KEEPING a fridge powered without draining a starter battery can be a challenge if spending a few days in camp. Adding a second battery and the associated hardware to your 4X4 is the most common solution, but Waeco has its own alternative. With a new Waeco CFX40 fridge in the FJ Cruiser, we decided to try out Waeco’s RAPS44 battery pack and PS120 solar panels.
The Waeco CFX40 is one of the brand’s latest generation fridge/freezers, so it uses the most up-to-date electronics to deliver reliable and consistent cooling while minimising power usage. The efficient compressor that powers the CFX40 is controlled by electronic wizardry, including a power monitor that will cut power to the fridge if the power supply drops below a predetermined limit. This is adjustable to three settings to protect a vehicle’s starter battery, if that is what you’re relying on to power the fridge. It can be set as low as -22°C to freeze the contents, and it can be controlled via an app which also allows you to monitor the temperature.
The internal capacity is 41 litres, big enough to carry 60 cans of beer and tall enough to accept a standard-sized wine bottle standing upright. The lid is easily removable if you have the fridge mounted in the back of a wagon where height limits its opening, and there are sturdy handles at each end that can be used to tie the unit down.
Waeco rates the current draw of the CFX40 at 7amp, so you need to have back-up power if you intend to run the fridge for extended periods from a single battery without running it from the vehicle’s engine.
The FJ Cruiser was running a single battery, so we put Waeco’s RAPS44 battery pack and PS120A solar panels to use as backup. With most of the use being on the road where the car was running the fridge during the day, we also used it to charge the RAPS while on the road via a 12-volt outlet. This then allowed us to unplug the fridge from the car and plug it into the fully charged RAPS unit, to keep things chilled overnight. Using the RAPS for power also allows you to remove the fridge from the car.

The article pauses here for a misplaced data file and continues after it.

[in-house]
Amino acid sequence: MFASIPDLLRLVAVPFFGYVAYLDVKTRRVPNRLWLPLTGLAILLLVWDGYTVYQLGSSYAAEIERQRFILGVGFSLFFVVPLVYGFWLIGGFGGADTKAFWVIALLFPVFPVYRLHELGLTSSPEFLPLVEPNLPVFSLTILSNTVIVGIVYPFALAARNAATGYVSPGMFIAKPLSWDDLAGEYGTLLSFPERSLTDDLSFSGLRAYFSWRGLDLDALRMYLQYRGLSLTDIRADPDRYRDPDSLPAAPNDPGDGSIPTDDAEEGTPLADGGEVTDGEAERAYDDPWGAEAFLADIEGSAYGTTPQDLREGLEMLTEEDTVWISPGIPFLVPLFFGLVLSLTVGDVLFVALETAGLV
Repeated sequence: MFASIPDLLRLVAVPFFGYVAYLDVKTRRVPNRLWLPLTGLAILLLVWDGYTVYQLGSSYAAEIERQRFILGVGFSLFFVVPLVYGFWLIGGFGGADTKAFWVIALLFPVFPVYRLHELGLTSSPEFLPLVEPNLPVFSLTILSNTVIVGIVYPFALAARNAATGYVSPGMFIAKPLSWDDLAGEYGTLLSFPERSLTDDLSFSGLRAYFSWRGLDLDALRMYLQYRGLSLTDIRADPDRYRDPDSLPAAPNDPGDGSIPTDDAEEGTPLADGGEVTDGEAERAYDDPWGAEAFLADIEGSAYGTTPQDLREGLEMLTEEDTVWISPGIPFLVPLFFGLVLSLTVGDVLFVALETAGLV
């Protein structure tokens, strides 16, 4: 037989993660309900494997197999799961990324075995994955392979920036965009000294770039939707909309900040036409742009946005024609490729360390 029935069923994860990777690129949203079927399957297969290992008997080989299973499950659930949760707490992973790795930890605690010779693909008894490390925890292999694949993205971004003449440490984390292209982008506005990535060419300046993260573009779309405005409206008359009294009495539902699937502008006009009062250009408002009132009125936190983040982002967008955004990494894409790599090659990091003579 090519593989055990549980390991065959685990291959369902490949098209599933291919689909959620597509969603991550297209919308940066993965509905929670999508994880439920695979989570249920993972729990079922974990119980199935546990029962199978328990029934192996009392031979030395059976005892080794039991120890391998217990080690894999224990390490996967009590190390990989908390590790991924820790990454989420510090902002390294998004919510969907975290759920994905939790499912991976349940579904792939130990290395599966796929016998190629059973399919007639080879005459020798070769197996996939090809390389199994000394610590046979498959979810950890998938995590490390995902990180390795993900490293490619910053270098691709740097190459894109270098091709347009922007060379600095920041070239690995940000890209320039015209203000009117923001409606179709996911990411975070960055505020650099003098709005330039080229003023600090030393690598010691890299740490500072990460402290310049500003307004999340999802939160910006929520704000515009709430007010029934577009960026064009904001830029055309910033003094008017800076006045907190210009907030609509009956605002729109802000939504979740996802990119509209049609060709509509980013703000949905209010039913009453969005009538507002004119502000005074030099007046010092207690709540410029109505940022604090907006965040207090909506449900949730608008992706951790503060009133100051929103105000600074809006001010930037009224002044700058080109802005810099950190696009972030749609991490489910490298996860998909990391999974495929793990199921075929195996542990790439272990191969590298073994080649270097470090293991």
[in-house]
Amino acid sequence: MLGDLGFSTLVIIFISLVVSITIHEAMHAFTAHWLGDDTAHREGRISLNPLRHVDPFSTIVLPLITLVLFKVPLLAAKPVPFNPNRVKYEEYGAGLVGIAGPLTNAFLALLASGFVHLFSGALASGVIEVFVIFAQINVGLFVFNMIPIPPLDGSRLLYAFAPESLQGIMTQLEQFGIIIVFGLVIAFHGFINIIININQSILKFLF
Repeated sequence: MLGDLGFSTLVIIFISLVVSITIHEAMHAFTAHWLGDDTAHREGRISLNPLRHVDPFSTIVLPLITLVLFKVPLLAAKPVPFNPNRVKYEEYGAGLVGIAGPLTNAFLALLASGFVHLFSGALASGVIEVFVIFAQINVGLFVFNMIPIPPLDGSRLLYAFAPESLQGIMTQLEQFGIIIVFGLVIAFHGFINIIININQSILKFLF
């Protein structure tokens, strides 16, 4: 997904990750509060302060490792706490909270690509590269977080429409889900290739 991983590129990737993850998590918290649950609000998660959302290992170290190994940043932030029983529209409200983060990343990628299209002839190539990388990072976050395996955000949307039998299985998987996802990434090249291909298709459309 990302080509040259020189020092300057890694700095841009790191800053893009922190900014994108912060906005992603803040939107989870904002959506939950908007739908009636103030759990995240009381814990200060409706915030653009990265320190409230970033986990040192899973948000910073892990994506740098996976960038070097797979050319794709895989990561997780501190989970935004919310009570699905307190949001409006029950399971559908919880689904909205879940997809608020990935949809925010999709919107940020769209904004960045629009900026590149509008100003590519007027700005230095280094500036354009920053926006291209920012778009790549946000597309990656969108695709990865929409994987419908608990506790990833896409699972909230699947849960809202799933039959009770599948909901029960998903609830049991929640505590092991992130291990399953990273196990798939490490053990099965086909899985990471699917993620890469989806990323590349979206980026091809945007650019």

On the few times we were away and camped in the one spot for more than a day or two, we put the solar panel to use. The two-panel folding PS120A unit has an inbuilt regulator and 6.9amp output. The supplied lead has both alligator clips and an Anderson plug, and we used the clips to attach it directly to the terminals on the RAPS44, with the fridge plugged into the RAPS unit.
With careful repositioning of the solar panel throughout the day to keep it pointed at the sun, it allowed us to feed enough charge into the RAPS unit to keep the fridge cool. Keeping the fridge out of the sun also helped, and the handy voltage readout on the RAPS unit informed us how much power it had in store.
Since the test, Waeco has updated the PS120A solar panel to make it more efficient and affordable. It now comes equipped with a heavy-duty 10A threestage automatic charge that will switch between battery and solar power as necessary, as well as a built-in battery temperature sensor to protect the battery from overheating.
While the trio of Waeco products kept the fridge running and food chilled on our trips, it wasn’t ideal for the FJ Cruiser. The FJ is a compact wagon where space is at a premium. Carrying the RAPS44, PS120A and the CFX40 posed a challenge on some trips. Sure, we could carry the solar panels in their carry bag on the roof, but not the RAPS44. As such, we will be fitting a dedicated dual-battery system to the car in the near future, as well as look at one of the solar blanket-style panels which are more compact when not in use. The CFX40 fridge is staying.
The space restrictions of the FJ Cruiser limited the use of these products for us, but it doesn’t in any way affect the way they work. All did their job well and could easily be the solution to your 12-volt fridge power needs. The RAPS44 is particularly handy if your 4X4 doesn’t have the space in the engine bay for a traditional dual-battery system or you want the ability to have power away from the car.